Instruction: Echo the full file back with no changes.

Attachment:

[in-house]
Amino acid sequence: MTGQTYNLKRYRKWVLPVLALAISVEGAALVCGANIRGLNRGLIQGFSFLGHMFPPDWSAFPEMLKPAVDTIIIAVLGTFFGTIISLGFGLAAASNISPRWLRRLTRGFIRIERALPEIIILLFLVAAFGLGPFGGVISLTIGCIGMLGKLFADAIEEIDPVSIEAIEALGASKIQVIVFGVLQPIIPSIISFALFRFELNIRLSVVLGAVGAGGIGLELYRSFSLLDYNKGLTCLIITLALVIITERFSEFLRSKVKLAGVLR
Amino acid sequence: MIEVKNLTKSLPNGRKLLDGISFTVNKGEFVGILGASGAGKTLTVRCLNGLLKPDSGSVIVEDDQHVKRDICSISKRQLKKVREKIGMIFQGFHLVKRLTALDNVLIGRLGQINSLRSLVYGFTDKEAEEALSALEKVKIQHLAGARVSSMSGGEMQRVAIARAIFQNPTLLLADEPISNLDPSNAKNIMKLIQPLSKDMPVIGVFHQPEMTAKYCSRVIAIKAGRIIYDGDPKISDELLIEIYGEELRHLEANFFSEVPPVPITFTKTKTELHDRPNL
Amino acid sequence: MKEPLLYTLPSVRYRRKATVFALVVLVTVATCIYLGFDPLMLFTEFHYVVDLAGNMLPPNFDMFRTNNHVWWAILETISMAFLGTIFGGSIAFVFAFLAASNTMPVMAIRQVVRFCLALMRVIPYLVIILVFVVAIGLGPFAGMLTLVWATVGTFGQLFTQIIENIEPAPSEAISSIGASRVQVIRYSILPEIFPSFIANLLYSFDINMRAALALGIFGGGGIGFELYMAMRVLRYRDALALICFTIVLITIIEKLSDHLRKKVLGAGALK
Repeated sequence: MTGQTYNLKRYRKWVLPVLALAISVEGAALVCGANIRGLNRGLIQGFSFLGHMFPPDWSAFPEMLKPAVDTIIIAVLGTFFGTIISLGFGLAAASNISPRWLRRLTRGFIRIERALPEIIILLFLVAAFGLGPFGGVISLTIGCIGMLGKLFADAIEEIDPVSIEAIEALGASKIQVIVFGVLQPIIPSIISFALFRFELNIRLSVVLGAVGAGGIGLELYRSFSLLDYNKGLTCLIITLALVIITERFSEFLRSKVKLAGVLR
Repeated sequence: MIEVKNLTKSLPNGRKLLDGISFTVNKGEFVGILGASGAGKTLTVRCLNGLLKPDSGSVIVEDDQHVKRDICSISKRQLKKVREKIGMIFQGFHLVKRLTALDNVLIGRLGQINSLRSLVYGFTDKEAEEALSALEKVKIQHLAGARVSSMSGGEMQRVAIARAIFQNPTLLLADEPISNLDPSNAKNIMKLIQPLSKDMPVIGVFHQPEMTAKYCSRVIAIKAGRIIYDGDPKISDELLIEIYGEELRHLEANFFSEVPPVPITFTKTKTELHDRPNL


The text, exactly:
[in-house]
Amino acid sequence: MTGQTYNLKRYRKWVLPVLALAISVEGAALVCGANIRGLNRGLIQGFSFLGHMFPPDWSAFPEMLKPAVDTIIIAVLGTFFGTIISLGFGLAAASNISPRWLRRLTRGFIRIERALPEIIILLFLVAAFGLGPFGGVISLTIGCIGMLGKLFADAIEEIDPVSIEAIEALGASKIQVIVFGVLQPIIPSIISFALFRFELNIRLSVVLGAVGAGGIGLELYRSFSLLDYNKGLTCLIITLALVIITERFSEFLRSKVKLAGVLR
Amino acid sequence: MIEVKNLTKSLPNGRKLLDGISFTVNKGEFVGILGASGAGKTLTVRCLNGLLKPDSGSVIVEDDQHVKRDICSISKRQLKKVREKIGMIFQGFHLVKRLTALDNVLIGRLGQINSLRSLVYGFTDKEAEEALSALEKVKIQHLAGARVSSMSGGEMQRVAIARAIFQNPTLLLADEPISNLDPSNAKNIMKLIQPLSKDMPVIGVFHQPEMTAKYCSRVIAIKAGRIIYDGDPKISDELLIEIYGEELRHLEANFFSEVPPVPITFTKTKTELHDRPNL
Amino acid sequence: MKEPLLYTLPSVRYRRKATVFALVVLVTVATCIYLGFDPLMLFTEFHYVVDLAGNMLPPNFDMFRTNNHVWWAILETISMAFLGTIFGGSIAFVFAFLAASNTMPVMAIRQVVRFCLALMRVIPYLVIILVFVVAIGLGPFAGMLTLVWATVGTFGQLFTQIIENIEPAPSEAISSIGASRVQVIRYSILPEIFPSFIANLLYSFDINMRAALALGIFGGGGIGFELYMAMRVLRYRDALALICFTIVLITIIEKLSDHLRKKVLGAGALK
Repeated sequence: MTGQTYNLKRYRKWVLPVLALAISVEGAALVCGANIRGLNRGLIQGFSFLGHMFPPDWSAFPEMLKPAVDTIIIAVLGTFFGTIISLGFGLAAASNISPRWLRRLTRGFIRIERALPEIIILLFLVAAFGLGPFGGVISLTIGCIGMLGKLFADAIEEIDPVSIEAIEALGASKIQVIVFGVLQPIIPSIISFALFRFELNIRLSVVLGAVGAGGIGLELYRSFSLLDYNKGLTCLIITLALVIITERFSEFLRSKVKLAGVLR
Repeated sequence: MIEVKNLTKSLPNGRKLLDGISFTVNKGEFVGILGASGAGKTLTVRCLNGLLKPDSGSVIVEDDQHVKRDICSISKRQLKKVREKIGMIFQGFHLVKRLTALDNVLIGRLGQINSLRSLVYGFTDKEAEEALSALEKVKIQHLAGARVSSMSGGEMQRVAIARAIFQNPTLLLADEPISNLDPSNAKNIMKLIQPLSKDMPVIGVFHQPEMTAKYCSRVIAIKAGRIIYDGDPKISDELLIEIYGEELRHLEANFFSEVPPVPITFTKTKTELHDRPNL